Tony Blair's premiership started optimistically with the launch of an ethical foreign policy. It is ending with a depressing debate about how to balance national security with human rights and civil liberties at home in Britain.
The implication is clear: in the face of the terrorist threat post-9/11 the government cannot guarantee the rights and liberties of its own citizens, let alone pursue policies which protect the rights and liberties of foreigners.The challenge for the successor to the British prime minister - who has promised to step down in 2007, though the exact date of his departure remains undecided - is to return to the rationale of an ethical foreign policy: now more than ever, the country's security depends on promoting human rights and the rule of law both at home and internationally. The government insists that this is indeed the United Kingdom's approach. But the record proves otherwise, especially in the Muslim world. There is much lost ground to make up.
Tom Porteous is the London director of Human Rights Watch
Human Rights Watch-related material in openDemocracy includes:
Neal Ascherson, "Torture: from regress to redress"
(1 March 2006)
Eric Goldstein, "Algeria's amnesia decree"
(10 April 2006)
Nisha Varia & Susan Meiselas, "Costly Dream" (7 August 2006)
Meenakshi Ganguly, "Sri Lanka: time to act"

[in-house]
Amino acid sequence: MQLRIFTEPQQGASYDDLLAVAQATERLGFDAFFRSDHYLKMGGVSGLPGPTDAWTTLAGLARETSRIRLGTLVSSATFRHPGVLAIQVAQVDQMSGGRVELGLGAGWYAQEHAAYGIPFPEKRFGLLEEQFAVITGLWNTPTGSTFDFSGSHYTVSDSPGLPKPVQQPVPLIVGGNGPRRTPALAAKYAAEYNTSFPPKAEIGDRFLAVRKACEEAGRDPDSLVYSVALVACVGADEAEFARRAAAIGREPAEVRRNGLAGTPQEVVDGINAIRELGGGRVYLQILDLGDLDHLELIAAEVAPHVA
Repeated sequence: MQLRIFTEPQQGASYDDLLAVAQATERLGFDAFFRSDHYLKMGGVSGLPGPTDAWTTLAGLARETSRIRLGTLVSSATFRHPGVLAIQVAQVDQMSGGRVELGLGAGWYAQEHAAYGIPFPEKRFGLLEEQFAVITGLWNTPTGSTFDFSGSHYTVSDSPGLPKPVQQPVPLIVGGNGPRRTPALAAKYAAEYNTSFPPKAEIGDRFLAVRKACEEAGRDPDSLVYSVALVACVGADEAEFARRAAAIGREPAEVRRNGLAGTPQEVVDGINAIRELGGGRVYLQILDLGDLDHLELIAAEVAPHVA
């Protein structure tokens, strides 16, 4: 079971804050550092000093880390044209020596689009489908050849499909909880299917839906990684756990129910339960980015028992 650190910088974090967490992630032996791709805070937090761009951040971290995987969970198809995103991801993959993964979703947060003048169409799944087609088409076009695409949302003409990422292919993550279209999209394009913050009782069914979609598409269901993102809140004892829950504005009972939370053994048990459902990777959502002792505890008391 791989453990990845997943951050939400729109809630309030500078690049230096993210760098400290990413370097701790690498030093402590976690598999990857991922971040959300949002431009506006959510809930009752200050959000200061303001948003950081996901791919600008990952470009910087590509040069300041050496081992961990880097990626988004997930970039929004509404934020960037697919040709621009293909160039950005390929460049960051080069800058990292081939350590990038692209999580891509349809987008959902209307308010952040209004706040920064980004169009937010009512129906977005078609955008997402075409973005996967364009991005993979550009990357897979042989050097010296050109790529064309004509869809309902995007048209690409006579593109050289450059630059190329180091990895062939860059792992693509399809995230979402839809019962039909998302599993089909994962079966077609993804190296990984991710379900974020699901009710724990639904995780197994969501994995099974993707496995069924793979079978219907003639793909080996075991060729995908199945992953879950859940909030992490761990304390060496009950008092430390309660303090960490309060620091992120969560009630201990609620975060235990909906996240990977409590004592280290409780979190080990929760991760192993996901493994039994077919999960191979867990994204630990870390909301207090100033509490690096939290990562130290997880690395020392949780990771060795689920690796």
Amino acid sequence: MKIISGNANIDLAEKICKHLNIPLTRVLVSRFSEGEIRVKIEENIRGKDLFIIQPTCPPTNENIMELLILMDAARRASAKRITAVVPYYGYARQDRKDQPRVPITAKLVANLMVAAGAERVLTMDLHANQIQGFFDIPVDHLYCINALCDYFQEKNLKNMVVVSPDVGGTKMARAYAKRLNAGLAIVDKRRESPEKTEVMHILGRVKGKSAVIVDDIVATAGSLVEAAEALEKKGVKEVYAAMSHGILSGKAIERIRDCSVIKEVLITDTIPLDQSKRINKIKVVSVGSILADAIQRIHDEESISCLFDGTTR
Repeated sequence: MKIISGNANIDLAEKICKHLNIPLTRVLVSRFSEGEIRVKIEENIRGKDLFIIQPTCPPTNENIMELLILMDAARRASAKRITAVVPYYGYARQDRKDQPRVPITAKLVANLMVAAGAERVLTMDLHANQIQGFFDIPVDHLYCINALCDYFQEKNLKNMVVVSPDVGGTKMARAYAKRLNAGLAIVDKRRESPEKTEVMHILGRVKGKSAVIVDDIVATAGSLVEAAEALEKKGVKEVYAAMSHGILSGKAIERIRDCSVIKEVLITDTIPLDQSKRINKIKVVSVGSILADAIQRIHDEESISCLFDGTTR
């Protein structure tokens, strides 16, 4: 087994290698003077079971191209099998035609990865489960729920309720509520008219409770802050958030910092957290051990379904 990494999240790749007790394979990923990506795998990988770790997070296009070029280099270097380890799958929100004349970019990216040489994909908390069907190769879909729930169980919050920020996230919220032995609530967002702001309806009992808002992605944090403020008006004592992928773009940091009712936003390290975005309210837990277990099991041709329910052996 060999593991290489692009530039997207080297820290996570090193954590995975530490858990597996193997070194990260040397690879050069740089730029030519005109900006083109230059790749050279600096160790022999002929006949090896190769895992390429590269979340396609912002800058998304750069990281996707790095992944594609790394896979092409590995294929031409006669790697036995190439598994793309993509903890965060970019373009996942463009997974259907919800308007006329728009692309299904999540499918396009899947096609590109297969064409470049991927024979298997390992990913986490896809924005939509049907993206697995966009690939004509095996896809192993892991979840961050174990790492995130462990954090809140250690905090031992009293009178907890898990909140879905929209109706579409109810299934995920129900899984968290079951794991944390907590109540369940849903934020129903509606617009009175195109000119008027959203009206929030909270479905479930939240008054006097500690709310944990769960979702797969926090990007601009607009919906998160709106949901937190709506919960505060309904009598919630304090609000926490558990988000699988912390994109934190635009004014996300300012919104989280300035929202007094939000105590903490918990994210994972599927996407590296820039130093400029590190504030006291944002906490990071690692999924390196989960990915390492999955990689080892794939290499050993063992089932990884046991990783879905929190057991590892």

(11 September 2006)
In Iraq, a government installed, paid for and propped up by the occupying powers, is deeply implicated in killings, torture and sectarian violence. The invasion and its disastrous aftermath have fuelled international Islamist militancy and increased the threat of terrorism in the UK. There is now no easy way out of this self-inflicted mess.
In Afghanistan, the British-led Nato campaign is losing hearts and minds through a failure to minimise civilian casualties and through its alliances with drug barons and warlords whose brutal behaviour in the 1980s paved the way for Taliban victories in the 1990s. As a result British and allied forces are facing a growing insurgency and have no exit strategy.
During the fighting between Israel and Hizbollah in Lebanon in July-August 2006, the British government rightly joined the United States in condemning Hizbollah for its attacks on civilians but refrained from serious criticism of Israel for its more lethal (and likewise illegal and reprehensible) attacks that harmed civilians in Lebanon. On Israel's behalf, the UK resisted calls for a humanitarian ceasefire and gave a green light to the transfer of American weapons to Israel through the UK, leading many Lebanese to see the UK as complicit in the violence they suffered at the hands of the Israelis.
There has been a similar reluctance to criticise Washington for its abuses in the "war on terror", particularly the systemic abuse (sometimes amounting to torture) of terrorism suspects in detention facilities in Iraq, Afghanistan and Guantànamo Bay. Under public pressure, the British government belatedly called for Guantànamo (but not other detention facilities) to be closed. But the UK has shown the world that its political considerations outweigh its commitment to upholding the most fundamental detainee protections.